Experts Share Tips for Nonprofits Navigating Global HR

By Greg Wright Dec 13, 2010

Human resource professionals who work for small nonprofit organizations operating around the world face a variety of challenges, including working under tight budgets and figuring out confusing immigration laws. Navigating local labor customs and regulations can be daunting as well.

However, HR professionals who oversee foreign offices can survive and even thrive provided that they tap the right resources, say experts who spoke in November 2010 at an InsideNGO conference on navigating international human resources in the nonprofit world.

“Our members are only international nongovernmental organizations, and they have always operated overseas,” said Marie McNamee, director of programs at InsideNGO. However, “many of the nongovernmental organizations are underresourced in human resources, even at their headquarters,” said McNamee, a member of the Society for Human Resource Management (SHRM).

Nongovernmental organizations or NGOs are private groups (think CARE International or Doctors Without Borders) that provide a variety of charitable and other services worldwide. They feed the hungry, provide medical assistance when disaster strikes, and serve as advocates for human rights.

Experts say there are tens of thousands of nongovernmental, nonprofit organizations operating at a global level.

Despite their wide reach, many of these groups have few if any HR personnel on staff—often relying on financial staff to perform HR tasks. Furthermore, human resource professionals who do work at these nonprofit organizations often don’t possess the resources colleagues at large, multinational corporations enjoy.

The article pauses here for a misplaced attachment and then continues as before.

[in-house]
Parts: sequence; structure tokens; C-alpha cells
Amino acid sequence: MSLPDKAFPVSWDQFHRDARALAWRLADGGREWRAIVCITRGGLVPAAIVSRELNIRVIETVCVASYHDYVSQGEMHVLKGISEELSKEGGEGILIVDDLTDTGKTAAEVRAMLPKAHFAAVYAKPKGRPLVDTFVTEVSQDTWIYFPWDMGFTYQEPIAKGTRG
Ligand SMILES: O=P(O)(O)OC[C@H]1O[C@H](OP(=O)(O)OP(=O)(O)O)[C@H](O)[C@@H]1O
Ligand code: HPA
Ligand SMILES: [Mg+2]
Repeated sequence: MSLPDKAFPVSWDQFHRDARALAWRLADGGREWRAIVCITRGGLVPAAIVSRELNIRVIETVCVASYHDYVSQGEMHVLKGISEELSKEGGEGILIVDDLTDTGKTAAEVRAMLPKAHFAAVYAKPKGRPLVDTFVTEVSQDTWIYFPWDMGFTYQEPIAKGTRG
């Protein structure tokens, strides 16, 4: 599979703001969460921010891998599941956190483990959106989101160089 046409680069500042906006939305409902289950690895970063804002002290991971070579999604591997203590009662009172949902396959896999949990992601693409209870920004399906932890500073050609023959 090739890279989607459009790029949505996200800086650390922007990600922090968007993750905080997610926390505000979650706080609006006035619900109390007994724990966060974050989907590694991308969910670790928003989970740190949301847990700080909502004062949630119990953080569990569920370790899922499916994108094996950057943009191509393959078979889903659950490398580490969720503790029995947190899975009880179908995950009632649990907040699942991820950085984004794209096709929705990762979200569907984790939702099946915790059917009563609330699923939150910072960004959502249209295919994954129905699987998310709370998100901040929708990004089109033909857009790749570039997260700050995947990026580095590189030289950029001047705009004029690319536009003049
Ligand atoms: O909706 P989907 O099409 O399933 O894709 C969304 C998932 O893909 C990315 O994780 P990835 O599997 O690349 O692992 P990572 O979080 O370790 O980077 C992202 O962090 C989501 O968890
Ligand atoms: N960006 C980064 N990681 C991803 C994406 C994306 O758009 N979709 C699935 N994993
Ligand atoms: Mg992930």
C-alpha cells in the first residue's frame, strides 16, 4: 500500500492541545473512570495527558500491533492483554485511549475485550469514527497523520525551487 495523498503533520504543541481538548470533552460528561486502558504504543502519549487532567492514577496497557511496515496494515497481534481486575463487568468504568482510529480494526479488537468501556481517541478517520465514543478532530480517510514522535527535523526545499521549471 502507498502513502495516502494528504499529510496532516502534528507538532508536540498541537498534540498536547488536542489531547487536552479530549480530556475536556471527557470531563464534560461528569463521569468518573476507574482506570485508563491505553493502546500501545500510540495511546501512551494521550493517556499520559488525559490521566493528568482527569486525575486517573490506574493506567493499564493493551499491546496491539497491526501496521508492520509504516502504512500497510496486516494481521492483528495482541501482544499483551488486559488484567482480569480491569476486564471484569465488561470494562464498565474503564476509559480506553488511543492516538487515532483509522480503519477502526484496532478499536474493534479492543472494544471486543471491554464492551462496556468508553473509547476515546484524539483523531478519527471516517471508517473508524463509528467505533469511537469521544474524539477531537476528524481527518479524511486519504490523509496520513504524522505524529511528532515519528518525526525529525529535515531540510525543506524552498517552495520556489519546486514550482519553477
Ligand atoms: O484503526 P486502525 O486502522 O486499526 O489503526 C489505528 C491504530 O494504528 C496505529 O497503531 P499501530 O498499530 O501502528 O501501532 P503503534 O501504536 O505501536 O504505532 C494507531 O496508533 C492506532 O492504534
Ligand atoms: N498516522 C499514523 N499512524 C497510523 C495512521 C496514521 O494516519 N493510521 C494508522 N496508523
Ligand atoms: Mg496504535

“You’re working on a shoestring and trying to be compliant,” McNamee said.

On Nov. 16-17, 2010, InsideNGO gathered a team of experts at a conference in Washington, D.C., to bestow advice and impart best practices for attendees who provide HR services for NGOs:

Be savvy about hiring foreign workers. Get up to speed on hiring practices in overseas locations, said Nisha Mongia, an attorney and director of human resources at the Radcliffe Institute for Advanced Study at Harvard University who works part time at InsideNGO.

For example, U.S.-based companies might have to perform terrorist background checks on potential foreign hires or risk losing or obtaining federal grant money, she said. Services such as LexisNexis Bridger Insight and companies like HireRight can help HR departments perform background checks on foreign employees.

Some U.S. labor laws, such as the Age Discrimination in Employment Act of 1967 and Title VII of the Civil Rights Act of 1964, apply to U.S. citizens working in overseas offices but not to foreign national hires, said Mongia, a member of SHRM.

Be careful when writing employment agreements to hire foreign nationals, because laws vary. For example, in some countries there are strict time limits to renew or not renew an employment agreement. Missing a deadline might result in companies having to pay a foreign national’s salary—even if that employee is no longer with the company. Mongia suggests using local lawyers to help sort through foreign hire regulations because they know laws and customs. “The reason to go to local counsel is because they understand how the law is actually implemented,” she said.

Be prepared for emergencies. The security of employees in foreign locations often falls on the shoulders of HR professionals because nonprofits usually do not have funding to hire a security service, said Alma Lopez, SPHR, GPHR, head of human resources at the International Food Policy Research Institutein Washington, D.C. “As we all know, things happen whether you have a security expert or not,” Lopez said.